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Antihyperalgesic activity of nucleoside transport inhibitors in models of inflammatory pain in guinea pigs

Authors Maes S, Pype, Hoffmann V, Biermans M, Meert T

Received 17 June 2012

Accepted for publication 22 August 2012

Published 12 October 2012 Volume 2012:5 Pages 391—400

DOI https://doi.org/10.2147/JPR.S35108

Checked for plagiarism Yes

Review by Single-blind

Peer reviewer comments 2

Sabine S Maes,1,2 Stefan Pype,1 Vincent LH Hoffmann,3 Maria Biermans,1 Theo F Meert1

1CNS Discovery Research, Pain and Neurology, Johnson & Johnson Pharmaceutical Research and Development, a Division of Janssen Pharmaceutica, Beerse, Belgium; 2Department of Anaesthesiology, University Hospital Antwerp, Edegem, Belgium; 3Department of Anesthesiology, Intensive Care and Pain Treatment Center, Amphia Hospital, Breda, The Netherlands

Background and methods: The role of the endogenous purine nucleoside, adenosine, in nociception is well established. Inhibition of the equilibrative nucleoside transporter (ENT1) prevents adenosine uptake into cells, and could therefore enhance the antinociceptive properties of adenosine. The effects of ENT1 inhibition were studied in two animal models of inflammatory pain. Analgesic activity was assessed in a complete Freund's adjuvant (CFA)-induced and carrageenan-induced mechanical and thermal hyperalgesia model in the guinea pig.
Results: Draflazine, dipyridamole, dilazep, lidoflazine, soluflazine, and KF24345 showed efficacy in the CFA thermal hyperalgesia model. Draflazine, the most potent compound in this test, was further characterized in the CFA model of mechanical hyperalgesia and the carrageenan inflammation model of thermal and mechanical hyperalgesia, where it completely reversed the hypersensitivity. The antihyperalgesic effects of draflazine (10 mg/kg, administered subcutaneously) were attenuated by the A1 receptor antagonist, cyclopentyltheophylline (5–40 mg/kg, administered intraperitoneally), by the nonselective adenosine antagonist, caffeine (10–40 mg/kg intraperitoneally), and by the A2 antagonist, DMPX (10 mg/kg administered intraperitoneally).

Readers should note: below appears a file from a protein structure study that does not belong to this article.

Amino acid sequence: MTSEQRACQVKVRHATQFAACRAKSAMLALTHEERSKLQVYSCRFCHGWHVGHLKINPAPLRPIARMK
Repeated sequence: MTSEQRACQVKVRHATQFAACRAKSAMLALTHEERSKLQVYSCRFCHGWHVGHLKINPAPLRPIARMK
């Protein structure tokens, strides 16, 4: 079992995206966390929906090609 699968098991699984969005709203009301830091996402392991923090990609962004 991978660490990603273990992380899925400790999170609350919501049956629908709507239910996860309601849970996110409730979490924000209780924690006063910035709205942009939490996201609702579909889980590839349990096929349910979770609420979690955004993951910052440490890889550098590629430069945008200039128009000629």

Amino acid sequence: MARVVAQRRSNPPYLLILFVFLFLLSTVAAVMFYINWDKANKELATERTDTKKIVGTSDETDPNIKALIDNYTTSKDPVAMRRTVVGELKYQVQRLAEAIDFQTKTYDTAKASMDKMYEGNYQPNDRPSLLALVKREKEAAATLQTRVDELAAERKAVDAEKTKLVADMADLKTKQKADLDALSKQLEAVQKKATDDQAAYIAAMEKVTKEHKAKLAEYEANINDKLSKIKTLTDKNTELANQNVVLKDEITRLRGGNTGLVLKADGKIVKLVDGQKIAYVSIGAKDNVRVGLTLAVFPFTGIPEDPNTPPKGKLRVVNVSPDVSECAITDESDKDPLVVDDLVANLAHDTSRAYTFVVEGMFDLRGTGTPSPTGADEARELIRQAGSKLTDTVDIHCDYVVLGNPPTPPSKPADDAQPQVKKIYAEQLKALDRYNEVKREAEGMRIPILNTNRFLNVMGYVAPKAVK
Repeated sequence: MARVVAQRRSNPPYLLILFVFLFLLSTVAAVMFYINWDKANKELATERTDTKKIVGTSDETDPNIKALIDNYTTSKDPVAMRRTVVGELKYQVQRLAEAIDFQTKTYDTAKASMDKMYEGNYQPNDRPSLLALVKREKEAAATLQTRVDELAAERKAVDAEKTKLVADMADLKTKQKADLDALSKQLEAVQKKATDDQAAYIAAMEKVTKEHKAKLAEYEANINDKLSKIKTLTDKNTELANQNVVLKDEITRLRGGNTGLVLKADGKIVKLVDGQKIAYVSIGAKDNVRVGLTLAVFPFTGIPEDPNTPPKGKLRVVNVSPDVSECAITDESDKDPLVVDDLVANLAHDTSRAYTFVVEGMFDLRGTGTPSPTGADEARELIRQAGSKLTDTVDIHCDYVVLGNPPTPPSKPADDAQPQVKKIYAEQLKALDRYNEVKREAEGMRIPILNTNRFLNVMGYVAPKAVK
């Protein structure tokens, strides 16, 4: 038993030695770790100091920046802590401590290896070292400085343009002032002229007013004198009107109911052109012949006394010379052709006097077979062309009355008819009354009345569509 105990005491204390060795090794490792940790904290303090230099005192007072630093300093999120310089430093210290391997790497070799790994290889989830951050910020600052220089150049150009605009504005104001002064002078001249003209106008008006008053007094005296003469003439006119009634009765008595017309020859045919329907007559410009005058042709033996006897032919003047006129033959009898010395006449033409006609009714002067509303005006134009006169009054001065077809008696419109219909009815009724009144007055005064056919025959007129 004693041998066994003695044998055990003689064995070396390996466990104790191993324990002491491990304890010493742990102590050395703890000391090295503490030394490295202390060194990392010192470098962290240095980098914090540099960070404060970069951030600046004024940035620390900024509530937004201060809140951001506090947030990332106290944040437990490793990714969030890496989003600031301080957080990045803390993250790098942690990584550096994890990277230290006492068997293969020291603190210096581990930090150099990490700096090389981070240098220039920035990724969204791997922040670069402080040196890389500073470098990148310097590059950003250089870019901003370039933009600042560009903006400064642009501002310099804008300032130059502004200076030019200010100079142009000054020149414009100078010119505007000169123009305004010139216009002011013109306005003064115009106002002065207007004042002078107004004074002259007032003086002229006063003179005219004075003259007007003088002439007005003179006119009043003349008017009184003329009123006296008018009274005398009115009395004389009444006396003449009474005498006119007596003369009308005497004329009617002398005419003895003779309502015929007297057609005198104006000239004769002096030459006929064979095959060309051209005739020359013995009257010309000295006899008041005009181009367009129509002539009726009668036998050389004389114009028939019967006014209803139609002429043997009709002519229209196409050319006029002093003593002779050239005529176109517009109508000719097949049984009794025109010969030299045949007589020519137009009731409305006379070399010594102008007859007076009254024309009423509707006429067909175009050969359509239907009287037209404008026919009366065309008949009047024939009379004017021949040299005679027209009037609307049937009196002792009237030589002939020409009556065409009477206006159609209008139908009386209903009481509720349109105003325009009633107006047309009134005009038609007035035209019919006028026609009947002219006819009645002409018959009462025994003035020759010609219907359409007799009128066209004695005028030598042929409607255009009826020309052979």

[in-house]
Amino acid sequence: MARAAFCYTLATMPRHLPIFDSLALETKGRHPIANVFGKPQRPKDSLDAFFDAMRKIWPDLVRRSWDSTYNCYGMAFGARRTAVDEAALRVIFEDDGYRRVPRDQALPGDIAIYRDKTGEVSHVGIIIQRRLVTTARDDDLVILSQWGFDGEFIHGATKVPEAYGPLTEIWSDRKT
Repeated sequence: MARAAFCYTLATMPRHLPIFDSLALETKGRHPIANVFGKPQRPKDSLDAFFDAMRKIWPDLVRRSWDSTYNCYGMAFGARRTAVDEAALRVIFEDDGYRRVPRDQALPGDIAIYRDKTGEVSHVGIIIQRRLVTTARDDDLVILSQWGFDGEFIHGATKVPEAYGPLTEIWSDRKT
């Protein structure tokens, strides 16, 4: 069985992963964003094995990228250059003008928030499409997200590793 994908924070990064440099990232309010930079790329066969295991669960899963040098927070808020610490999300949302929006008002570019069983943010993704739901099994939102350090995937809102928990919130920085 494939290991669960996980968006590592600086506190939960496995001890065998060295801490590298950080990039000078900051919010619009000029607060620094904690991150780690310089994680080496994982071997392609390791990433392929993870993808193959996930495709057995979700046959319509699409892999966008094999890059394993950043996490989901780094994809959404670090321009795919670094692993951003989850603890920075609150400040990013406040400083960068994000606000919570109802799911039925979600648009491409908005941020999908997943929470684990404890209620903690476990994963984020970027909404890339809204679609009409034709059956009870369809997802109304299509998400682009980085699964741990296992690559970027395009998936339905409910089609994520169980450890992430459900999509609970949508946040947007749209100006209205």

Conclusion: ENT1 inhibition is an effective way of reversing mechanical and thermal inflammatory hyperalgesia in the guinea pig, and these effects are mediated by enhancement of endogenous adenosine levels. Both A1 and A2 adenosine receptor subtypes are likely to be involved.

Keywords: adenosine, nucleoside transport inhibition, nociception, inflammation, hyperalgesia

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